Photo via Getty Images

A handful of rural counties across Illinois have declared themselves sanctuary counties for gun owners, because America, which leads the world in gun ownership and gun deaths, apparently isn’t a safe enough haven for gun owners.

Effingham County prosecutor Bryan Kibler repurposed the term “sanctuary” with county board member Dave Campbell; it was a deliberate choice to co-opt the language used by cities that limit cooperation with federal immigration authorities. In April, Campbell told Newsweek, “If our legislators can pass a sanctuary state bill for immigrants, why can’t we have a sanctuary county for firearms for Effingham County?”

So far, five counties have passed similar resolutions, and Campbell told the Associated Press that, “at least 20 Illinois counties and local officials in Oregon and Washington have asked for copies of Effingham County’s resolution.”

The passage of these resolutions are largely symbolic and won’t actually be able to challenge state or federal law. That said, while the resolution reads as an attempt to troll libs above all else, it also acts as a warning to the Democrat-controlled Illinois legislature. From the AP:

County officials fear their state legislators won’t be able to stop the passage of the gun restrictions because they are outnumbered by lawmakers from in and around Chicago, where the vast majority of the more than 650 homicides last year involved guns.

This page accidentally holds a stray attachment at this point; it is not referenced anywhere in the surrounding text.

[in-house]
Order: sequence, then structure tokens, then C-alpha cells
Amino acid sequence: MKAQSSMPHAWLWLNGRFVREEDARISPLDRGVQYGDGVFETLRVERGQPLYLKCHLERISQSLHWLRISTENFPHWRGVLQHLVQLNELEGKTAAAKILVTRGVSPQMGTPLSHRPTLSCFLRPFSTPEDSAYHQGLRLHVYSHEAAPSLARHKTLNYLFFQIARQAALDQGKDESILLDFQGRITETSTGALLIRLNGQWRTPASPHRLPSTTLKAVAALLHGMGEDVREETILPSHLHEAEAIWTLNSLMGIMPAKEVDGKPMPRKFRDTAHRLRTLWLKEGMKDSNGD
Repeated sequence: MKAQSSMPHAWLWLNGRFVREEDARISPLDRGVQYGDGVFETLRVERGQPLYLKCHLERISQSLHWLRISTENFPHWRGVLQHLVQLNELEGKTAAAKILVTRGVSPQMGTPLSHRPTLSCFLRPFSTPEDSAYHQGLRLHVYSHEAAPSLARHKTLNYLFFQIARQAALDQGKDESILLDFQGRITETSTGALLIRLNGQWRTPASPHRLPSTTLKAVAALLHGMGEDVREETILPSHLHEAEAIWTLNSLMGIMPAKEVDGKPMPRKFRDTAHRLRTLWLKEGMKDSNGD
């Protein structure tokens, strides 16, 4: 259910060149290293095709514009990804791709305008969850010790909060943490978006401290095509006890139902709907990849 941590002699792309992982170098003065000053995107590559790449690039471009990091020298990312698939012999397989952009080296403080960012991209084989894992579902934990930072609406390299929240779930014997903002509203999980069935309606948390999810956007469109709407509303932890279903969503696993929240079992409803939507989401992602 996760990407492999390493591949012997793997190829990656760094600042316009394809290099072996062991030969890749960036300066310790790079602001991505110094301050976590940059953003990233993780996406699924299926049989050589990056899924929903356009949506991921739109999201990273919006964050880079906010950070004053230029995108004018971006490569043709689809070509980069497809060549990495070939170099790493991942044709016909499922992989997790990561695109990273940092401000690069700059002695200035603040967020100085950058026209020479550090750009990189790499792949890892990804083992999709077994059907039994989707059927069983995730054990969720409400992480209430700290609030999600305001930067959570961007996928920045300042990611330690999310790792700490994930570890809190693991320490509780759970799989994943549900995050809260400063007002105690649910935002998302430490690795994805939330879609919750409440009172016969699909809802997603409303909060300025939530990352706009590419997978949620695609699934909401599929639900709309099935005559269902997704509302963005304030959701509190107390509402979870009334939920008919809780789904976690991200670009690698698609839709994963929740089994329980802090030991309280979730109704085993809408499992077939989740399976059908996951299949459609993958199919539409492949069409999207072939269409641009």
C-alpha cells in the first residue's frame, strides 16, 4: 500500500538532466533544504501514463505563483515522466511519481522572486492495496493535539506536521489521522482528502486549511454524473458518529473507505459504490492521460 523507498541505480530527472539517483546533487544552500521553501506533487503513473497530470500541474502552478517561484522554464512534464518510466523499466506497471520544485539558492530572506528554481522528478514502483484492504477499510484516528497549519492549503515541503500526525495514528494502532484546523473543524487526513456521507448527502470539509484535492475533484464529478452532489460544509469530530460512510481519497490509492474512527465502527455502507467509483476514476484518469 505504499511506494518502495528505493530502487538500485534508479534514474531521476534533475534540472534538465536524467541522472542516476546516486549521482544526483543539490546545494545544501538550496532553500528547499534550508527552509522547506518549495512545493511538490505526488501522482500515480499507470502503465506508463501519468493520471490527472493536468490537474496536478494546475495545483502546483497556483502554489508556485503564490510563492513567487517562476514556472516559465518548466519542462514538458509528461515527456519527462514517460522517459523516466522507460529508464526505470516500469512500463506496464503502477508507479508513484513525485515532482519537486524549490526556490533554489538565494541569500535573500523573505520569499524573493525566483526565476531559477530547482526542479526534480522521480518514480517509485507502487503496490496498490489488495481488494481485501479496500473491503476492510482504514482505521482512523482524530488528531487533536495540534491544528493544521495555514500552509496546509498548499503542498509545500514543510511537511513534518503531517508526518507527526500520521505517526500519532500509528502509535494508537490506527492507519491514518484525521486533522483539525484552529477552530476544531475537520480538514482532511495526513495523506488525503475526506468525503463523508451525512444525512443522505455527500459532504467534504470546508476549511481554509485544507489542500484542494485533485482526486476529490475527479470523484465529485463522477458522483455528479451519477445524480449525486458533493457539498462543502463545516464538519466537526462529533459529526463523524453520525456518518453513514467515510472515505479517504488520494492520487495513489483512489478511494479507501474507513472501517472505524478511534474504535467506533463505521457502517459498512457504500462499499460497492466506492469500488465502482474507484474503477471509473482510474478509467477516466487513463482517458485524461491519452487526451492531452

Kibler [...] said he thinks the resolutions send the same message that cities like Chicago send by refusing to cooperate with federal immigration authorities. He said he won’t speculate about how he’d deal with new gun restrictions that haven’t been signed into law, but that legislators need to understand, “If you pass it we might not pay attention to it.”

Advertisement

If equating the experiences of gun owners in the United States right now with that of undocumented immigrants living under the threat of deportation feels insincere and opportunistic to you, that’s because it is. “We’re just stealing the language that sanctuary cities use,” Kibler told the AP.

And what is all of this this in response to, exactly?

Illinois lawmakers are looking into extraordinarily benign gun restrictions, including age restrictions on certain types of gun purchases, enforcing size limits on gun magazines, and banning bump stocks. This does not match the paranoid imagery of government officials knocking on doors and collecting weapons, popularized by the NRA and other right-wing groups. But we didn’t reach our current political impasse—and crisis levels of gun violence—by acting reasonably, now did we.